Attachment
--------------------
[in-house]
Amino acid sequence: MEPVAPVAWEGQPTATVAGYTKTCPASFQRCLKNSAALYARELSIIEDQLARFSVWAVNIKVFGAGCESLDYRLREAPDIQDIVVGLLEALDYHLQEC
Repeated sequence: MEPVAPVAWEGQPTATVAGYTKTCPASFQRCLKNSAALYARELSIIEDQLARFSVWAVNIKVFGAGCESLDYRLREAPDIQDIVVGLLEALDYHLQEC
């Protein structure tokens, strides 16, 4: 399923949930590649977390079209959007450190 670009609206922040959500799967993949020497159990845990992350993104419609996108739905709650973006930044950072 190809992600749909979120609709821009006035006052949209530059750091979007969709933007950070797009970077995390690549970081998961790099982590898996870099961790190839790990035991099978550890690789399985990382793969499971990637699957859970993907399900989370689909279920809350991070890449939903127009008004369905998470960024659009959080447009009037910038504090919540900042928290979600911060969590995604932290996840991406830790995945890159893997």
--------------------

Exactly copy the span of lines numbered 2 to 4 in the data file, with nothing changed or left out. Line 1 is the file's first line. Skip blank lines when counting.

Amino acid sequence: MEPVAPVAWEGQPTATVAGYTKTCPASFQRCLKNSAALYARELSIIEDQLARFSVWAVNIKVFGAGCESLDYRLREAPDIQDIVVGLLEALDYHLQEC
Repeated sequence: MEPVAPVAWEGQPTATVAGYTKTCPASFQRCLKNSAALYARELSIIEDQLARFSVWAVNIKVFGAGCESLDYRLREAPDIQDIVVGLLEALDYHLQEC
């Protein structure tokens, strides 16, 4: 399923949930590649977390079209959007450190 670009609206922040959500799967993949020497159990845990992350993104419609996108739905709650973006930044950072 190809992600749909979120609709821009006035006052949209530059750091979007969709933007950070797009970077995390690549970081998961790099982590898996870099961790190839790990035991099978550890690789399985990382793969499971990637699957859970993907399900989370689909279920809350991070890449939903127009008004369905998470960024659009959080447009009037910038504090919540900042928290979600911060969590995604932290996840991406830790995945890159893997």